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Dear Dating Coach,

I have been married for five years and still have good friends from high school who are single. One recently called me out for not being supportive and I feel really bad. I want to be there for her, but I have no idea how I can help. When I asked her what she expected of me (I’m not a shadchan!) she became even more frustrated. But isn’t she wrong to expect more than I know how to give?


High Bar


Dear Bar,

I lost my car key. I have absolutely no idea where they are. (If you do, please let me know!) I have been using the spare key all week, but I want my old key back. But the whole “looking for it” part just hasn’t worked out. Sure, I did a cursory check in the little bowl we keep the keys in (yes, that is theoretically a good idea if I had actually put the keys in the bowl) but nada. I peeked into my purse, in my other purse, and in the big bag I use sometimes. Still nothing. And then the “search” kind of fizzled out and the spare key became a thing. Is it time to bring in a key-sniffing dog? Search party? Metal detector? I’m no expert, but perhaps the “key” (can’t help it) to looking, is to simply start.

Thank you for your letter. It is so special to have close friends for so long, and it is important to nurture and maintain those relationships. Your single friend is hurt by your lack of “support,” but without a list of guys to set her up with, you are just not sure how you can help her. You think it is unfair for her to believe that you have more to give when this is not your field of expertise. You value your friendship though, and that still means a lot to you. If only you could do more.

You friend is not expecting you to pull a perfect single guy out of a magic hat. She does however, want your care, concern, and friendship. She wants you to put forth just a bit of effort for her because while you have been blessed with your bashert, she is still looking for that same gift. It is important to be self-aware, to realize that you are lucky, and that alone should propel you to be of service to others. There are some “key” (I need to stop!) things you can do to help your friend though the shidduch process.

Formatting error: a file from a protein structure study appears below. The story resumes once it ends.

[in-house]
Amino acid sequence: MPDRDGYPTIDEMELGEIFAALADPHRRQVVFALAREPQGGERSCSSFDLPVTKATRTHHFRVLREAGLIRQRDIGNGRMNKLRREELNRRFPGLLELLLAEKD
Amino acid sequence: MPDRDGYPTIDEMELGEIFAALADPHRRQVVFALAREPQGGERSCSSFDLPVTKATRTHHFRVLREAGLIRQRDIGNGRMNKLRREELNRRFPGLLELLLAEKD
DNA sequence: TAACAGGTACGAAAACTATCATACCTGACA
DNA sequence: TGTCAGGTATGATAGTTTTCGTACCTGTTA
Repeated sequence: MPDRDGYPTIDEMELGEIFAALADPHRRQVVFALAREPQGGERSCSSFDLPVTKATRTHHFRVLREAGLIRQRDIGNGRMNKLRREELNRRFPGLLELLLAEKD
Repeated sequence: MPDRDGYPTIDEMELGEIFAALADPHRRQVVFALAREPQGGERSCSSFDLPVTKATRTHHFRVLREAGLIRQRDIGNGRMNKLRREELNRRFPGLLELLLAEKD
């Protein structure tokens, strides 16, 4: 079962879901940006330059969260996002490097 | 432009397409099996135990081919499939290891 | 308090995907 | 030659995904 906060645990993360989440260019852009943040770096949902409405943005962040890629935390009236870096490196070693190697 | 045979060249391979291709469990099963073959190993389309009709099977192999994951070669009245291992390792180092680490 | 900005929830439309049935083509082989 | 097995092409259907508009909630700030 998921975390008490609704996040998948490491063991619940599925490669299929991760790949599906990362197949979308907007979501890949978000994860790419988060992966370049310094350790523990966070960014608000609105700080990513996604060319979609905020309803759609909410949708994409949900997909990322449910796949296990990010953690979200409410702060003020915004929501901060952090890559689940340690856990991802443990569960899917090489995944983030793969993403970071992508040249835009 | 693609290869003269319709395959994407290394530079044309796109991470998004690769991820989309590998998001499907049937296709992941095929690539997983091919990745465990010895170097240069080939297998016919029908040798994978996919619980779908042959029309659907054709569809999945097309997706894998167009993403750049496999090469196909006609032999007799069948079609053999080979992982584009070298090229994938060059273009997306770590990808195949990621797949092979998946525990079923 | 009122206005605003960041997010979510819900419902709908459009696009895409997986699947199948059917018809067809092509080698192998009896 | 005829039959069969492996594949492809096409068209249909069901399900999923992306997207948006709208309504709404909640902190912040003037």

Simply remember those three R’s. Respect, Resist, Remember.

Respect your friend and the choices she makes. Does she want to only work with a shadchan and her parents, or is she open to hearing suggestions directly? Ask her what she is looking for and then respect her wishes. Speak to her kindly and directly, and never of course behind her back. Respect your friend as she works her way through this challenging time and bolster her and her choices so that she feels seen and heard.

Resist the need to typecast your friend, to label her as “too picky,” “too stubborn,” or “too anything.” She is doing her best. Resist hurting her with your judgment or tough love. Open your heart instead, and listen to her and she will be more likely to heed your advice, your encouragement, and your guidance. Encourage her to try, instead of admonishing her for her choices. Resist putting her down, and she will be more likely to rise up.

Remember your friend and include her in your life. Remember to invite her to simchas, to Shabbos meals, and to spend time with you when you are able. Remember her when you think she “doesn’t belong” at an event or when you are not sure if she will be comfortable. Include her, welcome her, and she will get to decide if she wants to join. Remember how important she is, and envelop your friend in your life.

The three R’s are the perfect place to start to show your support for your friend. They don’t require a special skill set, just a willingness to simply start.

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Henni Halberstam is a Dating and Marriage Coach whose expert advice will help you navigate dating and relationships in order to ensure a successful marriage. You can contact her at [email protected] to schedule a phone session.